As a Japanese,
I grew up watching anime like “Neon Genesis Evangelion,” which depicts a future in which machines and humans merge into cyborg ecstasy. Such programs caused many of us kids to become giddy with dreams of becoming bionic superheroes. Robots have always been part of the Japanese psyche—our hero, Astro Boy, was officially entered into the legal registry as a resident of the city of Niiza, just north of Tokyo, which, as any non-Japanese can tell you, is no easy feat. Not only do we Japanese have no fear of our new robot overlords, we’re kind of looking forward to them.
It’s not that Westerners haven’t had their fair share of friendly robots like R2-D2 and Rosie, the Jetsons’ robot maid. But compared to the Japanese, the Western world is warier of robots. I think the difference has something to do with our different religious contexts, as well as historical differences with respect to industrial-scale slavery.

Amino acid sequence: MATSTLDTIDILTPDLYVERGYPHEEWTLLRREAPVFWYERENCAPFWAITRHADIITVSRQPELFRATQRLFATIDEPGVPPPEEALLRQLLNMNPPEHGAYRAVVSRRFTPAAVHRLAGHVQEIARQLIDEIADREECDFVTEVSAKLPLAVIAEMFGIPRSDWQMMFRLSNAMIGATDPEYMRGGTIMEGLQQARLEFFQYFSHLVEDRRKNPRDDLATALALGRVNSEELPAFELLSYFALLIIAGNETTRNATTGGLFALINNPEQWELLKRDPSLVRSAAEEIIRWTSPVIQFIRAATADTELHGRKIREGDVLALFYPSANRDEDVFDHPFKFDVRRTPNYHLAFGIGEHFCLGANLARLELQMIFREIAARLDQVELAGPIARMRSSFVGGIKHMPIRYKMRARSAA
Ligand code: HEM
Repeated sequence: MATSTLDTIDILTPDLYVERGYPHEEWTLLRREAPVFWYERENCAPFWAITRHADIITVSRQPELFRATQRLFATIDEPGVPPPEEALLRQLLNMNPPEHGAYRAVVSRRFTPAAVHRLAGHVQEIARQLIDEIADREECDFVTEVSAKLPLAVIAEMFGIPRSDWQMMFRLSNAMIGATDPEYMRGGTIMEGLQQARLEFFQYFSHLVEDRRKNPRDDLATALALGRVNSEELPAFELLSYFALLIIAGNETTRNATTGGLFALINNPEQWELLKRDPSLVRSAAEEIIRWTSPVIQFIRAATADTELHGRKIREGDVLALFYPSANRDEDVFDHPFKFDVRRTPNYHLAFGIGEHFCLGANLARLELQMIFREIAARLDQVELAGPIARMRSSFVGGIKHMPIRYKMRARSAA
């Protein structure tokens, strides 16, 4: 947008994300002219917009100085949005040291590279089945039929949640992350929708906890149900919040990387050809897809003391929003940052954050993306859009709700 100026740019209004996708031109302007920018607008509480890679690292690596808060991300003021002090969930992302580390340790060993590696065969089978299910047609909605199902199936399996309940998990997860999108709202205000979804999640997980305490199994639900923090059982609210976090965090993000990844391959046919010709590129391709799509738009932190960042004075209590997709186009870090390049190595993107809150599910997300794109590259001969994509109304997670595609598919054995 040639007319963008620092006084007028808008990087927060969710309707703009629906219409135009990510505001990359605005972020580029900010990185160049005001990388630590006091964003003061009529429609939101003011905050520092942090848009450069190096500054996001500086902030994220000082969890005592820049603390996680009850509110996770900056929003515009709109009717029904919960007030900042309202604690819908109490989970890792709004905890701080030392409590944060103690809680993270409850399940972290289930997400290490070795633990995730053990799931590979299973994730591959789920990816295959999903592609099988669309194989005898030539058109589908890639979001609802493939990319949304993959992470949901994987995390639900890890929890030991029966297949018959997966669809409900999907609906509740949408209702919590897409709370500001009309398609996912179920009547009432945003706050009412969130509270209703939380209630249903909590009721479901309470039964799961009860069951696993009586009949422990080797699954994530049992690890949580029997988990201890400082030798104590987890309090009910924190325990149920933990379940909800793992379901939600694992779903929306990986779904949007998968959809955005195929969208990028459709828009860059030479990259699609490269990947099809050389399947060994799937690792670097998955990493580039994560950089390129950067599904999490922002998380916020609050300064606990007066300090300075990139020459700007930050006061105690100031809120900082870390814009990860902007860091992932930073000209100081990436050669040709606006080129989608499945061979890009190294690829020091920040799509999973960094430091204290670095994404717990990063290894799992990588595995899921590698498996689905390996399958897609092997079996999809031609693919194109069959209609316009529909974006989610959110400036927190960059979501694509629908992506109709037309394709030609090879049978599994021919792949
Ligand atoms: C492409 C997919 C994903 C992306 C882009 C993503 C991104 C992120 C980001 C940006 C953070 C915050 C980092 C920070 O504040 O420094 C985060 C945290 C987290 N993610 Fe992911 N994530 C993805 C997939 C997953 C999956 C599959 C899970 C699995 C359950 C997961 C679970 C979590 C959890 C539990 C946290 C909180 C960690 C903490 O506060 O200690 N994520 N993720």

The Western concept of “humanity” is limited, and I think it’s time to seriously question whether we have the right to exploit the environment, animals, tools, or robots simply because we’re human and they are not.
Sometime in the
late Eighties, I participated in a meeting organized by the Honda Foundation
in which a Japanese professor—I can’t remember his name—made the case that the Japanese had more success integrating robots into society because of their country’s indigenous Shinto religion, which remains the official national religion of Japan.
Shinto, unlike Judeo-Christian monotheists and the Greeks before them, do not believe that humans are particularly “special.” Instead, there are spirits in everything, rather like “The Force” in Star Wars. Nature doesn’t belong to us, we belong to Nature, and spirits live in everything, including rocks, tools, homes, and even empty spaces.
The West, the professor contended, has a problem with the idea of things